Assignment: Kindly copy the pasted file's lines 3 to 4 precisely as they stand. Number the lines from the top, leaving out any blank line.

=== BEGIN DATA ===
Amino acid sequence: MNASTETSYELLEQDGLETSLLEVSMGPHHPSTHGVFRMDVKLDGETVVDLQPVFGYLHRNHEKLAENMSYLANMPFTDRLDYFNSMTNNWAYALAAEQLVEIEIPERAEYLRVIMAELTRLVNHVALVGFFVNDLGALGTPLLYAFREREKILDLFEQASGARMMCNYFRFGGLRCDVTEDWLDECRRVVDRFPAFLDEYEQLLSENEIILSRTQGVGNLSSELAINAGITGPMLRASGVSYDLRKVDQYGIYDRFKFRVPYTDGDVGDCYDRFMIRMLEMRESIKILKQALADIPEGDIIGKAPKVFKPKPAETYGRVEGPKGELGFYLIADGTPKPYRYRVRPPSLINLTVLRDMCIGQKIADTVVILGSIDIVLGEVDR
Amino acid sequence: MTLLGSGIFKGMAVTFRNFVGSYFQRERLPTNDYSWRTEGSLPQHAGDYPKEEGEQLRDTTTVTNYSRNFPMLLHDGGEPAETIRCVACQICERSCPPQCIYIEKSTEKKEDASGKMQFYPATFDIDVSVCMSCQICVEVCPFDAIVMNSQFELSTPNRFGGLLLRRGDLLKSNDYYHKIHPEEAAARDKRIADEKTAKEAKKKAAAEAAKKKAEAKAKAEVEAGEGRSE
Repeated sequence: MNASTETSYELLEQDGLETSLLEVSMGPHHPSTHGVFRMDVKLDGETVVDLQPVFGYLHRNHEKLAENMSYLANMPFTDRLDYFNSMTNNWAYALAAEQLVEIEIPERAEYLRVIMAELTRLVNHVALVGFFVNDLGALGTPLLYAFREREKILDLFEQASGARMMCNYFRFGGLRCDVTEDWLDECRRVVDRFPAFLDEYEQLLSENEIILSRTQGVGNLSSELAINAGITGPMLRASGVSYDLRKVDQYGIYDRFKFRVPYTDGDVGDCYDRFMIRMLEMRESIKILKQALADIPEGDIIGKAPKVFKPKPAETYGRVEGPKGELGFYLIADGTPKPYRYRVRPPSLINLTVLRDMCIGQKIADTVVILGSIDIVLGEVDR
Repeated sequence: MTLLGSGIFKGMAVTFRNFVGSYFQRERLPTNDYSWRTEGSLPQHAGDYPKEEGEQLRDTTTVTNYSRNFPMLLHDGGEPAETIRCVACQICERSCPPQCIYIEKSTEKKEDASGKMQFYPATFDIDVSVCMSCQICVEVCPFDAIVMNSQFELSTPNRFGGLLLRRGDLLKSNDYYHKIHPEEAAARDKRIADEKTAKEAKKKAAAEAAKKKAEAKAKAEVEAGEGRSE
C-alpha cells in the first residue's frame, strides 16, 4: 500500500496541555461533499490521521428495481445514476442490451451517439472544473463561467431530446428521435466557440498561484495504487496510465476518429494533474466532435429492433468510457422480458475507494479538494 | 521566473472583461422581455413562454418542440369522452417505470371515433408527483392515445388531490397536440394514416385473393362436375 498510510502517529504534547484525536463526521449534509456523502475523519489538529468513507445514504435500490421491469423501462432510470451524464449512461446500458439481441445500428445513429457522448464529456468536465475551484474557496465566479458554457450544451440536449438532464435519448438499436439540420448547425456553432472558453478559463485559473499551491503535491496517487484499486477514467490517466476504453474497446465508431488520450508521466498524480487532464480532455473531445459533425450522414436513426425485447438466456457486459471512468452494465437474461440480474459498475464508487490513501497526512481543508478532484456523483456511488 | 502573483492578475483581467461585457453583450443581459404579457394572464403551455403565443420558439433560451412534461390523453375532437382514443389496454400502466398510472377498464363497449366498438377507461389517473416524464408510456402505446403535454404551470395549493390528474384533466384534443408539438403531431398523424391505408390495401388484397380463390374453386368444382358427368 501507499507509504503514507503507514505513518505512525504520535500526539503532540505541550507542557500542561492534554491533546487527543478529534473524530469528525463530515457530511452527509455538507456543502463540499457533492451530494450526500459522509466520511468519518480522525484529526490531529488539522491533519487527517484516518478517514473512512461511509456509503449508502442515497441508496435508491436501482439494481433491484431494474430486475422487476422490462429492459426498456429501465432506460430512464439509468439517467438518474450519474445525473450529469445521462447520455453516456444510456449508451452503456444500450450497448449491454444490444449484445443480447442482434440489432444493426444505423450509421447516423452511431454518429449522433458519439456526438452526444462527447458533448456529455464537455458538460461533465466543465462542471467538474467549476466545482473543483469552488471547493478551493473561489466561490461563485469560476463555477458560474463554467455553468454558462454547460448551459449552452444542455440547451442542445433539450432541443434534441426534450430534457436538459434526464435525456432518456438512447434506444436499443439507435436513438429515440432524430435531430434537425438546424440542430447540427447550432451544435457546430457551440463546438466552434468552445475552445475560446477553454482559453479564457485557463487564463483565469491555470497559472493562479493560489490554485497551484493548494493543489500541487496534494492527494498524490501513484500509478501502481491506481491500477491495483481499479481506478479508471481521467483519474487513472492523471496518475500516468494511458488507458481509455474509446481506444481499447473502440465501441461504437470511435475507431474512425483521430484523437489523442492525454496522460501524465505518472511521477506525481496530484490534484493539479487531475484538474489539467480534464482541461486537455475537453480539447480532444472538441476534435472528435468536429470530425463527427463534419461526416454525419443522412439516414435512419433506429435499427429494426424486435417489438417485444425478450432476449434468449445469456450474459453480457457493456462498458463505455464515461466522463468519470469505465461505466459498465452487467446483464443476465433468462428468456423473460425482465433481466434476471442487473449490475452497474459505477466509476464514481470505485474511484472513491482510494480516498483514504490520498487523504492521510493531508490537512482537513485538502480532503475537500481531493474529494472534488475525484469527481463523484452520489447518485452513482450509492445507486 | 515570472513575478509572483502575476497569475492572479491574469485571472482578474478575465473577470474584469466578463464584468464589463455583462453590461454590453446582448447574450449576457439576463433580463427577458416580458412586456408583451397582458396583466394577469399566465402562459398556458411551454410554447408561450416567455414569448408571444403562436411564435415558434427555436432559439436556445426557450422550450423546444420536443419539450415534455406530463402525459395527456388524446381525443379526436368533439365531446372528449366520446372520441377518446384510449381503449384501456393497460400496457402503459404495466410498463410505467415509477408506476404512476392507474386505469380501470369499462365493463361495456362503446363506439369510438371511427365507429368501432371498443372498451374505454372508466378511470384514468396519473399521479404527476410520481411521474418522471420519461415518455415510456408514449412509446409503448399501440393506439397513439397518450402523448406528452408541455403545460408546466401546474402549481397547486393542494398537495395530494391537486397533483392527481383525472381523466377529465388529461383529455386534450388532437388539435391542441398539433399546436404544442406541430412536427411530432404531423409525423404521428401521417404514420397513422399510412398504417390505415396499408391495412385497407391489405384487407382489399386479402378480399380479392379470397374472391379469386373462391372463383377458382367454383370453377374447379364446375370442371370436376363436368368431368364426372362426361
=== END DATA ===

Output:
Repeated sequence: MNASTETSYELLEQDGLETSLLEVSMGPHHPSTHGVFRMDVKLDGETVVDLQPVFGYLHRNHEKLAENMSYLANMPFTDRLDYFNSMTNNWAYALAAEQLVEIEIPERAEYLRVIMAELTRLVNHVALVGFFVNDLGALGTPLLYAFREREKILDLFEQASGARMMCNYFRFGGLRCDVTEDWLDECRRVVDRFPAFLDEYEQLLSENEIILSRTQGVGNLSSELAINAGITGPMLRASGVSYDLRKVDQYGIYDRFKFRVPYTDGDVGDCYDRFMIRMLEMRESIKILKQALADIPEGDIIGKAPKVFKPKPAETYGRVEGPKGELGFYLIADGTPKPYRYRVRPPSLINLTVLRDMCIGQKIADTVVILGSIDIVLGEVDR
Repeated sequence: MTLLGSGIFKGMAVTFRNFVGSYFQRERLPTNDYSWRTEGSLPQHAGDYPKEEGEQLRDTTTVTNYSRNFPMLLHDGGEPAETIRCVACQICERSCPPQCIYIEKSTEKKEDASGKMQFYPATFDIDVSVCMSCQICVEVCPFDAIVMNSQFELSTPNRFGGLLLRRGDLLKSNDYYHKIHPEEAAARDKRIADEKTAKEAKKKAAAEAAKKKAEAKAKAEVEAGEGRSE